After losing in successive weeks to undefeated, quality opponents, the Manhattan High football team is ready for another shot at redemption.
Hosting Highland Park (0-3) at Bishop Stadium should give the Indians plenty of confidence.
The Manhattan offense has struggled this year in its two losses, but should be fine against the Scots’ defense — a unit giving up an average of more than 50 points per game.
Because of the defensive scheme Highland Park runs, which is geared to stop the rushing game at all costs, MHS coach Joe Schartz expects his team will have to throw the ball Friday.
“Emporia, we know how good of a rushing offense they have, but they took what was there with their talented receivers and man coverage and threw for 300 yards,” he said. “So, they try to stop the run, which is a good philosophy in high school football.”
Getting the passing game going will be tougher this week with receiver Bret Fehr out with a shoulder injury.
“He’ll be out for a couple weeks — hopefully we can get him healthy for districts,” Schartz said. “So we’re a bit limited in our receiving corps. Emporia had the luxury of having two quality receivers, so it’s definitely going to be a challenge.”
Fehr’s injury combined with the tough run defense could be the perfect recipe for big games from senior transfers Devin Cossman and Tony Daniels, who have the necessary speed to get past one-on-one coverage and score on big plays. Winston Dimel and Logan Clark have also proved to be reliable targets for quarterback Jacob Holloway.
“They take away a lot of things, but they give you a few things too,” Schartz said of the Scots’ defense. “So, you’re going to have to take advantage of what they give you. That’s what Emporia did last week.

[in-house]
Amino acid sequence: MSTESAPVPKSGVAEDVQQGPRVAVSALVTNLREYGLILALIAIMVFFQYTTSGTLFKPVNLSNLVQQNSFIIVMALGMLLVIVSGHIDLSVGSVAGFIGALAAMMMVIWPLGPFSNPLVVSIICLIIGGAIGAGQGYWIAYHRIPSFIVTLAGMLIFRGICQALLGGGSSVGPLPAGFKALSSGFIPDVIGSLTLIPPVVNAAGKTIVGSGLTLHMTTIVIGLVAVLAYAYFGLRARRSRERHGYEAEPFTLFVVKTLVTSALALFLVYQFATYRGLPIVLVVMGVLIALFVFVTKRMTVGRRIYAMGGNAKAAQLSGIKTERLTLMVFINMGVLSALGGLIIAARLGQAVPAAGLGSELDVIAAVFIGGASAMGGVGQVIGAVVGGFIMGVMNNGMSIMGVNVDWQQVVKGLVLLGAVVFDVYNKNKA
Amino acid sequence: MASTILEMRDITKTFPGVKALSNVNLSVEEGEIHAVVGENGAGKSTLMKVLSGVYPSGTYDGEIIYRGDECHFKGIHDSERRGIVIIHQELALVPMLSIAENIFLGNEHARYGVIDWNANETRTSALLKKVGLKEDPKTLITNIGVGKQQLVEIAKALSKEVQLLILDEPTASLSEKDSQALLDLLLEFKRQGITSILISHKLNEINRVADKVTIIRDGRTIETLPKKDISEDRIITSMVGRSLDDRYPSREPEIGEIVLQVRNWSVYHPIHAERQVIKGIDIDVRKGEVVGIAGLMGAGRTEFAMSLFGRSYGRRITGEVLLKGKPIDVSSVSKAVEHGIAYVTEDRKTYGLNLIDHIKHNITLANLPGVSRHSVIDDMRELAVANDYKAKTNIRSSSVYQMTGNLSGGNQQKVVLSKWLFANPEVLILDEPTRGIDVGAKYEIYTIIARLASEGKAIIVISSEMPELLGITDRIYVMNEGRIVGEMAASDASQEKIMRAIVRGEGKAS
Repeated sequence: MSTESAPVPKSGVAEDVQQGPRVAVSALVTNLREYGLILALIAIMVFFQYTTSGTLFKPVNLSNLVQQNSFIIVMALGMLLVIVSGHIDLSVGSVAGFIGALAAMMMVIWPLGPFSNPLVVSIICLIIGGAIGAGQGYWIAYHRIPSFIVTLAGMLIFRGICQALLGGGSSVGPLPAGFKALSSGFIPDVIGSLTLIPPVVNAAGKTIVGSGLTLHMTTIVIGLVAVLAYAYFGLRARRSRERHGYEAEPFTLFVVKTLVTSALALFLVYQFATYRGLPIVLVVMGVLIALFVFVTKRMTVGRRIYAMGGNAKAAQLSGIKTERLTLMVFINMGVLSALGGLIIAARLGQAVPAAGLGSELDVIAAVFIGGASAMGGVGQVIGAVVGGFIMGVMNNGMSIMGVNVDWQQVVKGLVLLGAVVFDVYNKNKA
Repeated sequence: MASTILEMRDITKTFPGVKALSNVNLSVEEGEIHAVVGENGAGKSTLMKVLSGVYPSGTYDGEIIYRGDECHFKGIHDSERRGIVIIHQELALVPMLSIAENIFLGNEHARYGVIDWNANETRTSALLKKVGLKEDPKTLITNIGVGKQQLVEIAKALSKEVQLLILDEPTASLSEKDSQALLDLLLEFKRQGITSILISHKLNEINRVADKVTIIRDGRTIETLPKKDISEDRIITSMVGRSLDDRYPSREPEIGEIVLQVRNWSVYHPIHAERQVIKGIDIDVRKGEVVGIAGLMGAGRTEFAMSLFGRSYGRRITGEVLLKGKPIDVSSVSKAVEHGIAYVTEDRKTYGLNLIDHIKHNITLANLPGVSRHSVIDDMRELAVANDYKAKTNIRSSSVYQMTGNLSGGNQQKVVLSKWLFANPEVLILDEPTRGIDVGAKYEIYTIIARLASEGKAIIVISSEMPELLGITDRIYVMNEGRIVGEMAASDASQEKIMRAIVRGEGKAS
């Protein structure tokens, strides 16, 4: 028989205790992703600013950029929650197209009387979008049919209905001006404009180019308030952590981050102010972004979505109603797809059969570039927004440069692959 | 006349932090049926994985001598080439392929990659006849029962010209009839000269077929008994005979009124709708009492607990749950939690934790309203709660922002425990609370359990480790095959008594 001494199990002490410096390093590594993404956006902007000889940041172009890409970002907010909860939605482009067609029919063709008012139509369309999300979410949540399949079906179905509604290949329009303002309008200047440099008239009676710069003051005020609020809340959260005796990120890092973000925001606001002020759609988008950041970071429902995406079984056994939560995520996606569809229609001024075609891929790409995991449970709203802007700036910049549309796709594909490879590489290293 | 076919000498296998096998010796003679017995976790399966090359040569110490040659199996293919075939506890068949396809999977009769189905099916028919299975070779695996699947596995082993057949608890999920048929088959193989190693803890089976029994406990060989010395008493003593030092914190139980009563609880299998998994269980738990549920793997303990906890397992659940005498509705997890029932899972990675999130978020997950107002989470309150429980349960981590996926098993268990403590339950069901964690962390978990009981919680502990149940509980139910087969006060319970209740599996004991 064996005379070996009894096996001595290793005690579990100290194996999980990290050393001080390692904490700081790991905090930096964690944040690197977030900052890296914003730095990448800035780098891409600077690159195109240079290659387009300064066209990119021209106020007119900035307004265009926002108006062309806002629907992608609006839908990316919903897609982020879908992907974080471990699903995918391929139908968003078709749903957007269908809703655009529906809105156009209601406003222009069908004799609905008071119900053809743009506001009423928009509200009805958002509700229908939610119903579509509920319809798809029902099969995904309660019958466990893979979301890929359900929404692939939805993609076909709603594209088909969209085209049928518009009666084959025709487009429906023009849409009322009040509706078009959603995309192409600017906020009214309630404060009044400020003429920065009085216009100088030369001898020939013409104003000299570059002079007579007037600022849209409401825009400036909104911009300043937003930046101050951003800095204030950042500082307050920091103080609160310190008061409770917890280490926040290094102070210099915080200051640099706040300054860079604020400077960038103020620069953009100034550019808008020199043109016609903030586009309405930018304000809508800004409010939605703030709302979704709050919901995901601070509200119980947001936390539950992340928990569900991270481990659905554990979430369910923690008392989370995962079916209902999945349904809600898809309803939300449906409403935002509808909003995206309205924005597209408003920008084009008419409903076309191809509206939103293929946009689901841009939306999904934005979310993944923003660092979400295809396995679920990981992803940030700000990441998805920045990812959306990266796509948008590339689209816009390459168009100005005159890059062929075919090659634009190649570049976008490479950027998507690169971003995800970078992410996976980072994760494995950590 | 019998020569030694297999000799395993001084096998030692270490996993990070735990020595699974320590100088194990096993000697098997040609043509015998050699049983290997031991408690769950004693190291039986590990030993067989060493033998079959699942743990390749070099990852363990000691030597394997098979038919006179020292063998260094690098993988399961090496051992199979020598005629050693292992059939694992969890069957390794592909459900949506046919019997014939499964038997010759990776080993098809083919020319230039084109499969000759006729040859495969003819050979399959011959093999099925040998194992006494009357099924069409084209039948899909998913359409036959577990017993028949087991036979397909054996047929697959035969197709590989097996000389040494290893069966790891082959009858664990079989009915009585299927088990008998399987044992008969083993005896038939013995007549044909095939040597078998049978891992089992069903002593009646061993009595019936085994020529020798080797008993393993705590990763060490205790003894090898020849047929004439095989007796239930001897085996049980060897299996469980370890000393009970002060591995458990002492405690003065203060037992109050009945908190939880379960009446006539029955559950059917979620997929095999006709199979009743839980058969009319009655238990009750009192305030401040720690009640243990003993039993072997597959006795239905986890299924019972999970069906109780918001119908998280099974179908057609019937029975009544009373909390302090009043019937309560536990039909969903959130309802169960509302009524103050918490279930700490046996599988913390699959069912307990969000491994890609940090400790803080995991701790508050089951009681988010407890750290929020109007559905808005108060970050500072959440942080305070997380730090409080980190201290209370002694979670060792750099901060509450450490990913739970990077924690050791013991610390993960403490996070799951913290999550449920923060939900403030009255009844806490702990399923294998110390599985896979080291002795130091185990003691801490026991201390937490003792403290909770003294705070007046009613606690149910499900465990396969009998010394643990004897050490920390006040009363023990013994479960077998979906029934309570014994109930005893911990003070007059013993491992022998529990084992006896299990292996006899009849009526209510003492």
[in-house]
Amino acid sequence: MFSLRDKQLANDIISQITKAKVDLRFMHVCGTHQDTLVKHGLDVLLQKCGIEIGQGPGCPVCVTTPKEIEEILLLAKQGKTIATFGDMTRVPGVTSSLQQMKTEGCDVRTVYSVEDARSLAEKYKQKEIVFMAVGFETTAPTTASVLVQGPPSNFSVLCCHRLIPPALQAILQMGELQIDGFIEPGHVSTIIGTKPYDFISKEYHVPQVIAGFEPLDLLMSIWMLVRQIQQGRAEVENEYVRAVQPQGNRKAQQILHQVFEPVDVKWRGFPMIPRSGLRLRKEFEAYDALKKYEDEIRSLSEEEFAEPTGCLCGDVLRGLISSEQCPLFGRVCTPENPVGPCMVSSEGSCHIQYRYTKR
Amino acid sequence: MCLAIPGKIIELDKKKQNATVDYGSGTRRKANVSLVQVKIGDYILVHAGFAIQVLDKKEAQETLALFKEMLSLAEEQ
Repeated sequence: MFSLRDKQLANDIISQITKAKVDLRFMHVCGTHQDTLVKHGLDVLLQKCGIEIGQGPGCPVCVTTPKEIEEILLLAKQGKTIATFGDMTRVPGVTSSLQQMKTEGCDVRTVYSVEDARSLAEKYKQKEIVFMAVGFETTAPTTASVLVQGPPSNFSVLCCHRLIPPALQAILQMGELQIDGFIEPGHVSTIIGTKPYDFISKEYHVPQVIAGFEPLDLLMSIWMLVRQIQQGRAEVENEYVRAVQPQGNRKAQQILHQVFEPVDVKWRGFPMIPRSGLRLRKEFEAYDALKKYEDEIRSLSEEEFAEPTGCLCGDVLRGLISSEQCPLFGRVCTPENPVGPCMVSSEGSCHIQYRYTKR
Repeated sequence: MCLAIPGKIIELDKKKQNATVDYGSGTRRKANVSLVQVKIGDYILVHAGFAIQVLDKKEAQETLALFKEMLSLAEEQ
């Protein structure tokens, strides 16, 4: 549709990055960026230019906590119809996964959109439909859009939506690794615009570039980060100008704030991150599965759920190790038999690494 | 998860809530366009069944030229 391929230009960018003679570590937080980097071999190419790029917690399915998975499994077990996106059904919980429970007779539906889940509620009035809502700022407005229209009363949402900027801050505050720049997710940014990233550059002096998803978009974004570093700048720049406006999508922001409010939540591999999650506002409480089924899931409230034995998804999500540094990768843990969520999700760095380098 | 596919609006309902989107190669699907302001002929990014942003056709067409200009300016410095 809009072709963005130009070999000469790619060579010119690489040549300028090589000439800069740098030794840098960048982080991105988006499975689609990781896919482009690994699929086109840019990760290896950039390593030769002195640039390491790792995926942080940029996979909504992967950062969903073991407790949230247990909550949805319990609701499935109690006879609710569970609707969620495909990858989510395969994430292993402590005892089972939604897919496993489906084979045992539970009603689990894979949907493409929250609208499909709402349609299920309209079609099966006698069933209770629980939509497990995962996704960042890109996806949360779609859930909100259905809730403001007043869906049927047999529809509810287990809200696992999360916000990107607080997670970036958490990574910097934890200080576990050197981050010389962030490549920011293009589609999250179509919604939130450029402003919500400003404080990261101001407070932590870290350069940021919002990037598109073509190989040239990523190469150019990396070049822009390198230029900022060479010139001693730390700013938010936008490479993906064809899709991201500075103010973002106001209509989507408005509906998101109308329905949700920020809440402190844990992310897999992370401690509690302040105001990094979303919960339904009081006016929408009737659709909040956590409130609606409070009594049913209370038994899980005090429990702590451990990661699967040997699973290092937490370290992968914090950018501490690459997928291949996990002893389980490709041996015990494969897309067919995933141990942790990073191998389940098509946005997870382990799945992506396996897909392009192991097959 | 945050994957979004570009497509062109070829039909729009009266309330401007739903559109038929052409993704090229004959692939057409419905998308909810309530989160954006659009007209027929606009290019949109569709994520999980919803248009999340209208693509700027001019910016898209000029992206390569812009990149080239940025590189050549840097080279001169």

“We’re going to have to be able to throw the ball a little bit to keep them honest.”
The Highland Park offense features quarterback Jerome Fulton and the passing game.
“Their offense is geared around their quarterback,” Schartz said. “I think they threw the ball 58 times against Washburn Rural. The last two weeks (combined), they’ve thrown it over 100 times.”
Perhaps the toughest part about defending against the Scots’ aerial attack is the matchup at receiver. Manhattan’s defensive backs will have their hands full against Highland Park receivers O’Shai Clark (6-foot-3, 185 pounds) and Shafee Carr (6-foot-4, 220 pounds).
Fulton has a tendency to loft the ball in the general direction of his sizeable receivers and let them go up and get it, which has resulted in some turnovers.
“I think he’s thrown at least three interceptions to linebackers for touchdowns,” he said. “But he tries to throw it deep and puts a lot of air underneath it.”
Fulton is the team’s leading rusher, averaging about 85 yards a game. But in the Centennial League, he trails only Emporia’s Braxton Marstall in total passing yards with 118 per game, but does have six interceptions in three games.
The Scots’ don’t have the kind of depth that Manhattan enjoys, but under second-year coach Nick Cummings, that’s starting to change.
“Coach Cummings does a very good job with that football team — they’re getting better all the time,” he said. “A lot of them play both ways. He has 36 players on his roster, but he gets the most out of them.”
After a pair of tough losses, getting a winless Scots’ team at home, no matter how much they’ve improved, comes at a good time for a team searching for confidence.
Friday’s game is scheduled to kick off at 7 p.m. at Bishop Stadium. Fans that can’t attend the game can find live streaming video and play-by-play on The Mercury’s website— http://www.themercury.com.